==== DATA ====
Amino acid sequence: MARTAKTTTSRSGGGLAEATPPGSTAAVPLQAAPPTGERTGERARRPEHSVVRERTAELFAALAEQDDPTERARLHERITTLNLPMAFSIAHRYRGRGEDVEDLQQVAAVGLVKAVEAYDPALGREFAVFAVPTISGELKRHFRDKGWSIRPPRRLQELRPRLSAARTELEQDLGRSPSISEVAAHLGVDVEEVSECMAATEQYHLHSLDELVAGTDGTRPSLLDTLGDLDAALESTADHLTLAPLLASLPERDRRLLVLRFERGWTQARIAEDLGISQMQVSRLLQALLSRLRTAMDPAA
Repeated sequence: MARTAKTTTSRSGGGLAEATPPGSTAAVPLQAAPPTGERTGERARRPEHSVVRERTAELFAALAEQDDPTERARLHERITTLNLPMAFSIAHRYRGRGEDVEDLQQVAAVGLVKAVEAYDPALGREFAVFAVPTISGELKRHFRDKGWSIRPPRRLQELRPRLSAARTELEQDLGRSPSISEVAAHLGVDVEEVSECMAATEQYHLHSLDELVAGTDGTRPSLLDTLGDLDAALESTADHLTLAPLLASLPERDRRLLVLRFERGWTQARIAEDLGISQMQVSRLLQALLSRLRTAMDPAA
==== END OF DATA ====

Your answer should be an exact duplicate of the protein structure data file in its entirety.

Amino acid sequence: MARTAKTTTSRSGGGLAEATPPGSTAAVPLQAAPPTGERTGERARRPEHSVVRERTAELFAALAEQDDPTERARLHERITTLNLPMAFSIAHRYRGRGEDVEDLQQVAAVGLVKAVEAYDPALGREFAVFAVPTISGELKRHFRDKGWSIRPPRRLQELRPRLSAARTELEQDLGRSPSISEVAAHLGVDVEEVSECMAATEQYHLHSLDELVAGTDGTRPSLLDTLGDLDAALESTADHLTLAPLLASLPERDRRLLVLRFERGWTQARIAEDLGISQMQVSRLLQALLSRLRTAMDPAA
Repeated sequence: MARTAKTTTSRSGGGLAEATPPGSTAAVPLQAAPPTGERTGERARRPEHSVVRERTAELFAALAEQDDPTERARLHERITTLNLPMAFSIAHRYRGRGEDVEDLQQVAAVGLVKAVEAYDPALGREFAVFAVPTISGELKRHFRDKGWSIRPPRRLQELRPRLSAARTELEQDLGRSPSISEVAAHLGVDVEEVSECMAATEQYHLHSLDELVAGTDGTRPSLLDTLGDLDAALESTADHLTLAPLLASLPERDRRLLVLRFERGWTQARIAEDLGISQMQVSRLLQALLSRLRTAMDPAA